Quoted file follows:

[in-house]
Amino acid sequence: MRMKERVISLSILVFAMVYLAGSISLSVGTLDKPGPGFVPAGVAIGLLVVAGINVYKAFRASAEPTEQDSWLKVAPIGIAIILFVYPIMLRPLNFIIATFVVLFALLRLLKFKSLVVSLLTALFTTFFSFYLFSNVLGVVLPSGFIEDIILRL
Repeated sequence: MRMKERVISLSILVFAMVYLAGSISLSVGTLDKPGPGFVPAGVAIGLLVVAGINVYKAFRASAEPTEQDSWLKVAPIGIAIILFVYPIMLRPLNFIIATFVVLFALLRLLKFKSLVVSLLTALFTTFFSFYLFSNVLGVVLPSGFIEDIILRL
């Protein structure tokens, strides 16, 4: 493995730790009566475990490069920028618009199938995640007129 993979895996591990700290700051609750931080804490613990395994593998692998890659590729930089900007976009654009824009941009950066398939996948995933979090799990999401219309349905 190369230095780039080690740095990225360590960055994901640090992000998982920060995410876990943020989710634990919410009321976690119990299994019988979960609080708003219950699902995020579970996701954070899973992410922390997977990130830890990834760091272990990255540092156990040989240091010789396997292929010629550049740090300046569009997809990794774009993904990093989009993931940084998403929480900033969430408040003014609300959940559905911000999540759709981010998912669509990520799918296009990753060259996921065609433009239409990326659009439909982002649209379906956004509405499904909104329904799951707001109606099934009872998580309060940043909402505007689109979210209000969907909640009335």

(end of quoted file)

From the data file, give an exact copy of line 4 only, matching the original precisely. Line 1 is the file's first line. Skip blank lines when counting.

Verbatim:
């Protein structure tokens, strides 16, 4: 493995730790009566475990490069920028618009199938995640007129 993979895996591990700290700051609750931080804490613990395994593998692998890659590729930089900007976009654009824009941009950066398939996948995933979090799990999401219309349905 190369230095780039080690740095990225360590960055994901640090992000998982920060995410876990943020989710634990919410009321976690119990299994019988979960609080708003219950699902995020579970996701954070899973992410922390997977990130830890990834760091272990990255540092156990040989240091010789396997292929010629550049740090300046569009997809990794774009993904990093989009993931940084998403929480900033969430408040003014609300959940559905911000999540759709981010998912669509990520799918296009990753060259996921065609433009239409990326659009439909982002649209379906956004509405499904909104329904799951707001109606099934009872998580309060940043909402505007689109979210209000969907909640009335």